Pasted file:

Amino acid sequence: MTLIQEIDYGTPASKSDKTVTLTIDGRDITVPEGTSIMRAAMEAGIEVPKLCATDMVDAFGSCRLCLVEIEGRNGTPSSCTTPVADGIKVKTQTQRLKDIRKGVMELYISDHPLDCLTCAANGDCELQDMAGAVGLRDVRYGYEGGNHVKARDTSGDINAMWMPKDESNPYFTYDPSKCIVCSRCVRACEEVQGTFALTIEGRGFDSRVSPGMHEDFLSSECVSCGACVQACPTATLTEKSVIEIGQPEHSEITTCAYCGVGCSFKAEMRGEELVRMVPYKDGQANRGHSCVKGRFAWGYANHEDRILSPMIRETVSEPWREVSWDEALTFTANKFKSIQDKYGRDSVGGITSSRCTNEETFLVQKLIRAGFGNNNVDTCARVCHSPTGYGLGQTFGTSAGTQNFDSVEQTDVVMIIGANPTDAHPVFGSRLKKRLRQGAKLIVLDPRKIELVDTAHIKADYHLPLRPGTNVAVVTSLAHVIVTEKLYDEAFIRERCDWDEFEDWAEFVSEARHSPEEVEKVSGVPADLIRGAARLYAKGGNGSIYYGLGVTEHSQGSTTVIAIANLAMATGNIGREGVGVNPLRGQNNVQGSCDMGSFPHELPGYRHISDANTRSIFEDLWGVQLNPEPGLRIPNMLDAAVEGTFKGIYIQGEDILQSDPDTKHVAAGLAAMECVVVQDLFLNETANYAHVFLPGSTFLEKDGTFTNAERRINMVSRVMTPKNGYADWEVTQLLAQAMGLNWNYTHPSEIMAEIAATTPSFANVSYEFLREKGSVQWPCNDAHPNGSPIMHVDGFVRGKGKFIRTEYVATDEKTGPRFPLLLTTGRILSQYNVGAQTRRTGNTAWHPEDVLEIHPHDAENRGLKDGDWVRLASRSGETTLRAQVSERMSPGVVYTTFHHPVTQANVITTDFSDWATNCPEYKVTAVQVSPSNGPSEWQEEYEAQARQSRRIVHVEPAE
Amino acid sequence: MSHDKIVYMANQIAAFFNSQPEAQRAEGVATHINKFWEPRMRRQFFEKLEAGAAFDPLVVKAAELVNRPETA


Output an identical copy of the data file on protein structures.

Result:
Amino acid sequence: MTLIQEIDYGTPASKSDKTVTLTIDGRDITVPEGTSIMRAAMEAGIEVPKLCATDMVDAFGSCRLCLVEIEGRNGTPSSCTTPVADGIKVKTQTQRLKDIRKGVMELYISDHPLDCLTCAANGDCELQDMAGAVGLRDVRYGYEGGNHVKARDTSGDINAMWMPKDESNPYFTYDPSKCIVCSRCVRACEEVQGTFALTIEGRGFDSRVSPGMHEDFLSSECVSCGACVQACPTATLTEKSVIEIGQPEHSEITTCAYCGVGCSFKAEMRGEELVRMVPYKDGQANRGHSCVKGRFAWGYANHEDRILSPMIRETVSEPWREVSWDEALTFTANKFKSIQDKYGRDSVGGITSSRCTNEETFLVQKLIRAGFGNNNVDTCARVCHSPTGYGLGQTFGTSAGTQNFDSVEQTDVVMIIGANPTDAHPVFGSRLKKRLRQGAKLIVLDPRKIELVDTAHIKADYHLPLRPGTNVAVVTSLAHVIVTEKLYDEAFIRERCDWDEFEDWAEFVSEARHSPEEVEKVSGVPADLIRGAARLYAKGGNGSIYYGLGVTEHSQGSTTVIAIANLAMATGNIGREGVGVNPLRGQNNVQGSCDMGSFPHELPGYRHISDANTRSIFEDLWGVQLNPEPGLRIPNMLDAAVEGTFKGIYIQGEDILQSDPDTKHVAAGLAAMECVVVQDLFLNETANYAHVFLPGSTFLEKDGTFTNAERRINMVSRVMTPKNGYADWEVTQLLAQAMGLNWNYTHPSEIMAEIAATTPSFANVSYEFLREKGSVQWPCNDAHPNGSPIMHVDGFVRGKGKFIRTEYVATDEKTGPRFPLLLTTGRILSQYNVGAQTRRTGNTAWHPEDVLEIHPHDAENRGLKDGDWVRLASRSGETTLRAQVSERMSPGVVYTTFHHPVTQANVITTDFSDWATNCPEYKVTAVQVSPSNGPSEWQEEYEAQARQSRRIVHVEPAE
Amino acid sequence: MSHDKIVYMANQIAAFFNSQPEAQRAEGVATHINKFWEPRMRRQFFEKLEAGAAFDPLVVKAAELVNRPETA